Seniors receive Girl Scouts Gold Award for commitment to service


By Hyunjin Lee, Co-T/E Life Editor

Carrying a box of 10 hand-sewn heart pillows, senior Katherine Ridder walked into the Paoli Hospital to make her last delivery of pillows to patients recovering from surgery. This was part of her culminating project to earn the Girl Scout Gold Award, the highest honor a Girl Scout can earn. 

The Gold Award is awarded to Girl Scouts who demonstrate extraordinary leadership through projects that provide sustainable solutions to better their communities. The projects require a minimum of 80 hours and must make a lasting impact beyond their initial involvement. 

“I’ve always enjoyed sewing and wanted to do something that would really make an impact,” Ridder said. “I chose to make pillows because I was told that there was a great need for pillows and very few volunteers at the hospital who could make them because of the sewing required.” 

Ridder sewed 60 heart pillows for patients who have had heart or lung surgery. Patients hold the pillows against incisions when coughing or doing breathing exercises to alleviate pain and prevent tearing stitches. Ridder also created a detailed instruction booklet for making heart pillows for Paoli Hospital to ensure that her project could be sustained in the future. 

Senior Katie Ridder holds one of her hand-sewn heart pillows. Over the course of her Girl Scouts Gold Award project, Ridder sewed 60 heart pillows and distributed them to patients at the Paoli Hospital.

Working for her Gold Award helped Ridder to not only make a positive impact on her community but to learn time management and communication skills. 

“For the project, you have to find something that’s needed in the community, something that’s of interest to you that you’re capable of addressing,” Ridder said. “So that process in and of itself involves a lot of reaching out to the community, and in my case, speaking with hospitals, finding out what was needed, and then getting enough details to do the application.”

Ridder delivered the pillows in batches of 10, and immediately saw how much the Paoli Hospital patients needed them.

“It made me feel very accomplished that I not only gave them something that was so important but also made it easier for them to get heart pillows in the future,” Ridder said. “My project made me realize how much of an impact I can have, even if I am just one person.”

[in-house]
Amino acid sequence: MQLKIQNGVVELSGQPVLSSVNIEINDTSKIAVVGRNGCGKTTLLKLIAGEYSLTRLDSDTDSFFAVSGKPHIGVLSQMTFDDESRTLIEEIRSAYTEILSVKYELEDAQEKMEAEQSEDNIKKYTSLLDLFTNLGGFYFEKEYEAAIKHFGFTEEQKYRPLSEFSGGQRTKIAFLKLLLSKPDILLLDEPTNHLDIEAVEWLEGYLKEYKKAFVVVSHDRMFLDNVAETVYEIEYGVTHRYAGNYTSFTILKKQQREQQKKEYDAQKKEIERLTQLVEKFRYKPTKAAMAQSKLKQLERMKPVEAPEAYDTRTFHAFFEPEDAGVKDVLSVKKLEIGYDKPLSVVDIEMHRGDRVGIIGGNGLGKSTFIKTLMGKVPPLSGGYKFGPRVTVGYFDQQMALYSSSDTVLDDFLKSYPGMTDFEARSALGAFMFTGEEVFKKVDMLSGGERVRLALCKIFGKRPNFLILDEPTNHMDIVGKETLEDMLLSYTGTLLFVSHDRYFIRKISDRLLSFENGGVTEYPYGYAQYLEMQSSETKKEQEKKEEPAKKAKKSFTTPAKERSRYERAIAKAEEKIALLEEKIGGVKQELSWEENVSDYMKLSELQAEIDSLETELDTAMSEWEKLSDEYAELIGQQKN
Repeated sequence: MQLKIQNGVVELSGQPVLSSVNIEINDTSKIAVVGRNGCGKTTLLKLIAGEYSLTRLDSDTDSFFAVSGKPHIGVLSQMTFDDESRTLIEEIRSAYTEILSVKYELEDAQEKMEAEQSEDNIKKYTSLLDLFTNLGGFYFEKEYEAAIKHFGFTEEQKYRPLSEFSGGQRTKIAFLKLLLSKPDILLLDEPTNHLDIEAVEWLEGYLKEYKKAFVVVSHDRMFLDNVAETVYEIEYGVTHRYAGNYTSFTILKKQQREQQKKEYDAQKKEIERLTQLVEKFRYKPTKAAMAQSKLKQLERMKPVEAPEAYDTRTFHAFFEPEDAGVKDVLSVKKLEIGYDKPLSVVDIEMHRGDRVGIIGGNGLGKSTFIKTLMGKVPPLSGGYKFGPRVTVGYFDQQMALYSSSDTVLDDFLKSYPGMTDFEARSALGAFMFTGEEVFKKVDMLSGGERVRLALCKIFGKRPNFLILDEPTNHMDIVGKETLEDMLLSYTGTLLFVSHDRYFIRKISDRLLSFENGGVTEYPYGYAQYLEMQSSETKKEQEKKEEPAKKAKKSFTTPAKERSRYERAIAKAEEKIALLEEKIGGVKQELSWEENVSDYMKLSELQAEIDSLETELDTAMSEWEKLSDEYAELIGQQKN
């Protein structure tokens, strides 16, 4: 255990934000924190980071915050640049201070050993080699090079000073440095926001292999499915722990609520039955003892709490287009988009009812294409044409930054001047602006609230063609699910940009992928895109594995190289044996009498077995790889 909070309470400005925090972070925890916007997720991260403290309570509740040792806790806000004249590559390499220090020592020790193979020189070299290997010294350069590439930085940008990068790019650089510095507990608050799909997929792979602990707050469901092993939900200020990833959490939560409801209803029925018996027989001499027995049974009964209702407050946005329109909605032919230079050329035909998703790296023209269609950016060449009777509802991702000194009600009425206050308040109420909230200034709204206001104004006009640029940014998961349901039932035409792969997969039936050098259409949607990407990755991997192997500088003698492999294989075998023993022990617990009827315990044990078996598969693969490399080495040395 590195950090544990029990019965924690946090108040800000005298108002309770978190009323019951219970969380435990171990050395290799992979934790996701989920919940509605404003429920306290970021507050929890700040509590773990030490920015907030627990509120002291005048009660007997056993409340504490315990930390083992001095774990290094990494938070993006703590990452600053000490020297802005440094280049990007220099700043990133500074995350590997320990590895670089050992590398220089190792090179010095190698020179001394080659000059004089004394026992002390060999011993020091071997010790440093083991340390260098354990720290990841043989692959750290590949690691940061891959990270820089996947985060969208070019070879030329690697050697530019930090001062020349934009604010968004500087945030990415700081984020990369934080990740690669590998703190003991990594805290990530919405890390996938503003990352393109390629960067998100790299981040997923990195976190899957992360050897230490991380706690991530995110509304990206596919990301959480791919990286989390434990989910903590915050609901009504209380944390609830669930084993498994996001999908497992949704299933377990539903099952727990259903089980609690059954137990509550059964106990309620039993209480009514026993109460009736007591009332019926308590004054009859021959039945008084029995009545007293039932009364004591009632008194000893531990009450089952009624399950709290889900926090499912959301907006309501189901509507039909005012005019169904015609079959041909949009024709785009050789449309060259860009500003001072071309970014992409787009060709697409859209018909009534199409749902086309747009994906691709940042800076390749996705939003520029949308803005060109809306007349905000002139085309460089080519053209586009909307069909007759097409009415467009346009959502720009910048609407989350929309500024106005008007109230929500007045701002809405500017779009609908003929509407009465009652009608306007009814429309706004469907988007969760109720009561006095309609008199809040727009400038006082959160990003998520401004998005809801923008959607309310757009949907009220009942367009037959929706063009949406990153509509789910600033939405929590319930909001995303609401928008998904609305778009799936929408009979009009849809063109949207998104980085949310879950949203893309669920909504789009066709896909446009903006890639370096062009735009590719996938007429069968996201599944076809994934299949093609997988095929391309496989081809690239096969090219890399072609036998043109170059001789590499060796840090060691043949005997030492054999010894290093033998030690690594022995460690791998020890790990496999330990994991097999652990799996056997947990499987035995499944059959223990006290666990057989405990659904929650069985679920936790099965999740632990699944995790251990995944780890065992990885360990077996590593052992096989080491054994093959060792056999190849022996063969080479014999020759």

Senior Rebecca Anestad also received the Gold Award for her service during the 2020 Gold Award ceremony for the Girl Scouts of Eastern Pennsylvania which took place Jan. 19 at Normandy Farms Hotel and Conference Center.  

Anestad’s project involved creating reading rugs and donating books to the Thurgood Marshall School, a public school located in the Olney section of Philadelphia. The school offers two head start, or early childhood, classrooms where 40 preschoolers receive educational readiness and development.

Anestad wears her Girl Scouts sash with the Gold Award pin. The Gold Award is given to Girl Scouts members who display exceptional leadership and provide sustainable solutions to their communities’ problems.

“My dad was a teacher there so it was easy to create a plan with (Thurgood Marshall),” Anestad said. “They also have a head start program so I knew the rugs would be put to good use with them.”

Anestad knew she wanted to do a creative project because she liked being “hands-on.” After noticing how many shirts she had that she never wore, Anestad got the idea to create rugs from her shirts and started her project, called Rugs for Reader.

“I created 48 colorful reading rugs out of old cut up t-shirts, and each of the 40 preschoolers took a rug home and each of the preschool classrooms received 2 rugs,” Anestad said. “I also donated around 670 books for the classrooms and for the kids to take home.” 

Senior Anestad made over 40 reading rugs out of old shirts to give to students at the Thurgood Marshall School in Philadelphia. In addition to the rugs, Anestad donated around 670 books to the classrooms as well.

To collect the books, Anestad created a donation link through Scholastic and also received leftover books from previous Girl Scouts’ book drives.

After delivering the rugs and books to Thurgood Marshall, Anestad saw the impact her project had on the preschoolers firsthand.

“I was so happy that I was able to do more than I originally had thought,” Anestad said. “When I went back to visit, the kids came up to me telling me about how they put their rug in their room or in the family room and how they loved using it.” 

With their Gold Award projects, both Ridder and Anestad were able to create a lasting impact on their community. 

“The leadership skills and commitment to community that Gold Award recipients have demonstrated go above and beyond a typical service project,” said Kim E. Fraites-Dow, the CEO of Girl Scouts of Eastern Pennsylvania. “They are future leaders who are making an impact and leading through positive change.” 

Hyunjin Lee can be reached at [email protected]